Ventricular tachycardia arising from the aortomitral continuity in structural heart disease: characteristics and therapeutic considerations for an anatomically challenging area of origin

Steven, Daniel; Roberts-Thomson, Kurt C; Seiler, Jens; Inada, Keiichi; Tedrow, Usha B; Mitchell, Richard N; Sobieszczyk, Piotr S; Eisenhauer, Andrew C; Couper, Gregory S; Stevenson, William G (2009). Ventricular tachycardia arising from the aortomitral continuity in structural heart disease: characteristics and therapeutic considerations for an anatomically challenging area of origin. Circulation - arrhythmia and electrophysiology, 2(6), pp. 660-6. Philadelphia, Pa.: Lippincott Williams & Wilkins 10.1161/CIRCEP.109.853531

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BACKGROUND: The aortomitral continuity (AMC) has been described as a site of origin for ventricular tachycardias (VT) in structurally normal hearts. There is a paucity of data on the contribution of this region to VTs in patients with structural heart disease. METHODS AND RESULTS: Data from 550 consecutive patients undergoing catheter ablation for VT associated with structural heart disease were reviewed. Twenty-one (3.8%) had a VT involving the peri-AMC region (age, 62.7+/-11 years; median left ventricular ejection fraction, 43.6+/-17%). Structural heart disease was ischemic in 7 (33%), dilated cardiomyopathy in 10 (47.6%), and valvular cardiomyopathy in 4 (19%) patients, respectively. After 1.9+/-0.8 catheter ablation procedures (including 3 transcoronary ethanol ablations) the peri-AMC VT was not inducible in 19 patients. The remaining 2 patients underwent cryosurgical ablation. Our first catheter ablation procedure was less often successful (66.7%) for peri-AMC VTs compared with that for 246 VTs originating from the LV free wall (81.4%, P=0.03). During a mean follow-up of 1.9+/-2.1 years, 12 (57.1%) patients remained free of VT, peri-AMC VT recurred in 7 patients, and 1 patient had recurrent VT from a remote location. Three patients died. Analysis of 50 normal coronary angiograms demonstrated an early septal branch supplying the peri-AMC area in 58% of cases that is a potential target for ethanol ablation. CONCLUSIONS: VTs involving the peri-AMC region occur in patients with structural heart disease and appear to be more difficult to ablate compared with VTs originating from the free LV wall. This region provides unique challenges for radiofrequency ablation, but cryosurgery and transcoronary alcohol ablation appear feasible in some cases.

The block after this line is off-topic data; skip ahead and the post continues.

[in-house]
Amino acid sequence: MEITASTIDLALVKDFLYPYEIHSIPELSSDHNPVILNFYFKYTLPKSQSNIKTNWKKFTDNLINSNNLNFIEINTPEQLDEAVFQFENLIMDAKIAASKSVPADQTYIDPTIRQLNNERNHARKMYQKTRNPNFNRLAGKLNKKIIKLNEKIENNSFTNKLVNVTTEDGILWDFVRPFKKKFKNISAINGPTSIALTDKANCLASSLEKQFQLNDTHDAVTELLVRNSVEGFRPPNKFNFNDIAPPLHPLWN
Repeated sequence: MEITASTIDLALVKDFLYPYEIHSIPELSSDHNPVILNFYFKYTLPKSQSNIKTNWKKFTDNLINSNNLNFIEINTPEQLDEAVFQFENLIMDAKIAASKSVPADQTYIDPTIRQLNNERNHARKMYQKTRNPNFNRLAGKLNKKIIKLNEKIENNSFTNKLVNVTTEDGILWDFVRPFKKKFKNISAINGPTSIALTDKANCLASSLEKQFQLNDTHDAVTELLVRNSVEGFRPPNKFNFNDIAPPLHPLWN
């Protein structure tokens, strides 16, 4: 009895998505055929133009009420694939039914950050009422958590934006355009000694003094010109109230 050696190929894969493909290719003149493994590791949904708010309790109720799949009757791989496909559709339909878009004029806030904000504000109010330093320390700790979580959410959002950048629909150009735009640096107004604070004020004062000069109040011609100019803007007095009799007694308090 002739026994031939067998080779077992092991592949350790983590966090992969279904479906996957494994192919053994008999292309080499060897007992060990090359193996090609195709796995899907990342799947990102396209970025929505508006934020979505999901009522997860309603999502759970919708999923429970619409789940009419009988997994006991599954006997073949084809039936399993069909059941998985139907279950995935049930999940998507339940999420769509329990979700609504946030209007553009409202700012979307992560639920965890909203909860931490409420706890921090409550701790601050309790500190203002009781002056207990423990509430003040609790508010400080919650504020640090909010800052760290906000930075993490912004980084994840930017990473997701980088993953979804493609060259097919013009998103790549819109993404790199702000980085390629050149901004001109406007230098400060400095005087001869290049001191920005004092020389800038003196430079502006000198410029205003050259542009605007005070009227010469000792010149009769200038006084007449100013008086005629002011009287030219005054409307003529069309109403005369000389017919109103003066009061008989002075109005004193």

Item Type:

Journal Article (Original Article)

Division/Institute:

04 Faculty of Medicine > Department of Cardiovascular Disorders (DHGE) > Clinic of Cardiology

UniBE Contributor:

Seiler, Jens

ISSN:

1941-3149

Publisher:

Lippincott Williams & Wilkins

Language:

English

Submitter:

Factscience Import

Date Deposited:

04 Oct 2013 15:09

Last Modified:

04 May 2014 23:22

Publisher DOI:

10.1161/CIRCEP.109.853531

Web of Science ID:

000272794300009

URI:

https://boris.unibe.ch/id/eprint/30490 (FactScience: 194529)

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